Priority number 4: Rare diseases

You will probably know only a few, but there are thousands of rare diseases such as ALS, Duchenne Muscular Dystrophy and Huntington. Previously largely ignored, Europe now places rare diseases high on the list of important diseases to tackle. In 2015 already tens of millions have been allocated to orphan drug development. In the coming years this will be continued, which is good news for  patients and orphan drug developers. Interestingly, much budget is available for clinical trials. Not only is there a call for development, also the characterisation of rare diseases is high on the agenda. Before we can actually treat them, we have to understand and be able to diagnose them - is the line of thinking.

Priority number 5:  Blue-ocean nanomedicine

There are already a number of nano-cancer drugs on the market, and many more in clinical pipelines of pharmaceutical companies. The idea is simple, by formulating medicinal compounds in very small particles, and optionally functionalising these with molecules that help to find the desired target, the efficacy and safety profile of many drugs can be improved. Plus, molecules that would otherwise be directly broken down, such as small RNAs, can now be transported in large doses to their site of action. Other examples include nanotechnologies that can be used for visualising where drugs go in a body, or imaging regenerative processes. Besides that, there are hundreds of other possibilities. The European Commission believes that these promises will eventually capitalise in the form of highly effective medicine. Considering the high number of cancer nanomedicine in development, the EC is steering towards applications in new unexplored areas, such as nanoformulation of biologicals or for other diseases than cancer.   

Bottom-up: opportunities for everything else

What if your research does not belong to the five priorities? Consider the technology-wide calls for innovative projects. For truly breakthrough research and developments, in any field, there is budget available. For early stage, visionary and high risk research, applicants can go to the Future Emerging Technologies programme. Companies that are already close to market with disruptive, high impact products can apply for funding under the Fast Track to Innovation scheme. For everything in between, there is the Eurostars programme which funds exiting preclinical development projects. Surely there are additional funding options, but that requires a deeper search tailored to your research and development activities.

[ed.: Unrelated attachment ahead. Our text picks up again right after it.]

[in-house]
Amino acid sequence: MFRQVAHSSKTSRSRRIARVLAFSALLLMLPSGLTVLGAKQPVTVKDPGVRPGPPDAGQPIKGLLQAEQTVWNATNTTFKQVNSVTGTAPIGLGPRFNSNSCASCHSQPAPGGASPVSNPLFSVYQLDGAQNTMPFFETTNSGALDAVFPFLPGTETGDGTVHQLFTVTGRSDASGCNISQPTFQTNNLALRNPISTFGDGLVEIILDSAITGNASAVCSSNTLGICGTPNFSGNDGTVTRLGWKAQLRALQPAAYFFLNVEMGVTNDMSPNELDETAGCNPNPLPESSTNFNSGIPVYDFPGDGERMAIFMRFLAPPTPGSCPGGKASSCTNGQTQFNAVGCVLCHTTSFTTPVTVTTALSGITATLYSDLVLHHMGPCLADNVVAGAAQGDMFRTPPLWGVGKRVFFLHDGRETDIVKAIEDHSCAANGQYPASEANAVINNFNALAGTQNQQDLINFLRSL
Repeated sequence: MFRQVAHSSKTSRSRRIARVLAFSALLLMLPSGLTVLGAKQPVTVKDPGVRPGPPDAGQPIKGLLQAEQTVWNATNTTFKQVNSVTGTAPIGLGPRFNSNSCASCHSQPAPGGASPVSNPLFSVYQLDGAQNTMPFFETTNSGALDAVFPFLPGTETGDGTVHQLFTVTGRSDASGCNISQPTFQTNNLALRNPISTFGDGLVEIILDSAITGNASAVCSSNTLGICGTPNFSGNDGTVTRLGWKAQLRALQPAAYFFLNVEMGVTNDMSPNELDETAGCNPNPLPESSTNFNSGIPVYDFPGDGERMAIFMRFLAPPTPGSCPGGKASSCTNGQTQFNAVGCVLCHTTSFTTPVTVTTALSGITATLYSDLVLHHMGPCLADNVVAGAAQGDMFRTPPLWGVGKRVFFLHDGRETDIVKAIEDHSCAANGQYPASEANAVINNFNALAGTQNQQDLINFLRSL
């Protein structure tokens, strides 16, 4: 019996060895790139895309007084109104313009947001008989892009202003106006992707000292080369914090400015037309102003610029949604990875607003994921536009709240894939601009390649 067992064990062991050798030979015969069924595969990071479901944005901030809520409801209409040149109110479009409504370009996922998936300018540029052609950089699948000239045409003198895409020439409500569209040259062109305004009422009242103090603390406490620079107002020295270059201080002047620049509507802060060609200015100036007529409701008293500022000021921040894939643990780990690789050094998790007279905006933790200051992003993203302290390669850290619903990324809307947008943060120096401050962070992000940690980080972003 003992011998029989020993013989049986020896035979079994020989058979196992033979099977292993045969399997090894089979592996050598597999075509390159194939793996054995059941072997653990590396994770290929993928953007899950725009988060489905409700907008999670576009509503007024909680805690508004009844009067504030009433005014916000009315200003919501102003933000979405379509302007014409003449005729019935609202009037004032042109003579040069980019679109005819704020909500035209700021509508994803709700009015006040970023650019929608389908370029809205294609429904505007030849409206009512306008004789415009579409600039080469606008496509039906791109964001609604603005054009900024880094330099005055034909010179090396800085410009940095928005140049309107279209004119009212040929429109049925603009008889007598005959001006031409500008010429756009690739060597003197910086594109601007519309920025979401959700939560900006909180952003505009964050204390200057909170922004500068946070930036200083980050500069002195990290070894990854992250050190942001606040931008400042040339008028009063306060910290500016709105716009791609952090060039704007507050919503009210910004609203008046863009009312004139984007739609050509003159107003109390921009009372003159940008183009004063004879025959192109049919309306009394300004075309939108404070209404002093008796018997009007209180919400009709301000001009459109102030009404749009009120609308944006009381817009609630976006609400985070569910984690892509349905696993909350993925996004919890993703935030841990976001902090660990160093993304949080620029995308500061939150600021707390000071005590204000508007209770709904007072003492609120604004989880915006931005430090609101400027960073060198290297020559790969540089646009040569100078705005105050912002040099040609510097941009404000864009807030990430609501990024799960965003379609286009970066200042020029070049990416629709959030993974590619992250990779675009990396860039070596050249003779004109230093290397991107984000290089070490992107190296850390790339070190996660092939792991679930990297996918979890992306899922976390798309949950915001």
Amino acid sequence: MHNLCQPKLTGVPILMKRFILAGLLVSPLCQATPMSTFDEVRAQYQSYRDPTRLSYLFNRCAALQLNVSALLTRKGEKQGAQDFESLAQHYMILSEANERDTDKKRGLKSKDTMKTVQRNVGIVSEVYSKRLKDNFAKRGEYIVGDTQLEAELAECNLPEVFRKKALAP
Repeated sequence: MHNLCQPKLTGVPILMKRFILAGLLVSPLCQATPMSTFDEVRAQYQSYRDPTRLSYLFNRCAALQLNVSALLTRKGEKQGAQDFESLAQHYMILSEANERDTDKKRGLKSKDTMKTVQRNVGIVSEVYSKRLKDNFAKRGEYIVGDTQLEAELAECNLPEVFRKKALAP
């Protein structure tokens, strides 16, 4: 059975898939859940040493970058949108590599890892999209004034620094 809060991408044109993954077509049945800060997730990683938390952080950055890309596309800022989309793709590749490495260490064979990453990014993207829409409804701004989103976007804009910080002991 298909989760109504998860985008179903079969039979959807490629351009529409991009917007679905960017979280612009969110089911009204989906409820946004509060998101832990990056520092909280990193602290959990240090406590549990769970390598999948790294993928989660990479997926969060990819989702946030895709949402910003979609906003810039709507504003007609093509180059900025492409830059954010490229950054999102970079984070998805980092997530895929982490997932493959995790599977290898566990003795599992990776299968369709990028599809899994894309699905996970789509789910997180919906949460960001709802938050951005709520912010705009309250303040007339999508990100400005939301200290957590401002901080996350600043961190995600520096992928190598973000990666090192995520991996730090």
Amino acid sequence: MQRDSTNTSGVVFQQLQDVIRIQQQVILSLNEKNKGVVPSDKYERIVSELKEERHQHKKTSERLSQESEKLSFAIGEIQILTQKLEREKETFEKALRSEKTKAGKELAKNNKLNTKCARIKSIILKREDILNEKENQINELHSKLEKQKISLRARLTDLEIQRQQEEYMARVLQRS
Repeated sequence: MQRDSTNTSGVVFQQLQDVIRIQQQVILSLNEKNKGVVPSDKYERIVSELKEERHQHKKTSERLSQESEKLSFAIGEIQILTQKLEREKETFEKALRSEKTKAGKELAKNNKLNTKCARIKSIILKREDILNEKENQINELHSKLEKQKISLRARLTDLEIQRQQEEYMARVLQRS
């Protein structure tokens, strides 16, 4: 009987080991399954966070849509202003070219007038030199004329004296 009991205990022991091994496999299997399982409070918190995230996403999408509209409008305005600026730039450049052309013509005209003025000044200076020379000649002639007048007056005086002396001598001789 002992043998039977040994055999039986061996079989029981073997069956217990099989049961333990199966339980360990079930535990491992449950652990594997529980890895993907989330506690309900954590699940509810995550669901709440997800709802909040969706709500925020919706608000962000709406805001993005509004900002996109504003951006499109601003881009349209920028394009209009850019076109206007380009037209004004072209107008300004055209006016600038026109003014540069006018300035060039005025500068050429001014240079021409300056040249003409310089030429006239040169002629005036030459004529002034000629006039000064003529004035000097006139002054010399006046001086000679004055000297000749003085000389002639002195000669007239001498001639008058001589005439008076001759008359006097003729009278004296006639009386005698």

Funding of infrastructure

Last but not least, Europe will invest heavily in 2016 and 2017 in European scale infrastructures. In the biomedical field, there is a call for vaccine infrastructures, aiming to create an environment for boosting the development of new vaccines. There is also a call for building facilities for animal disease and infectiology. Since many emerging infectious diseases are spread by animals, this is a matter of European security. The same is true for diseases transmitted by insects - Europe likes to give rise to integrated facilities to develop effective control measures targeting insect vectors. Finally, Europe will continue to invest in research infrastructures for replacement, reduction and refinement of animal testing.

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Jochem Bossenbroek, MSc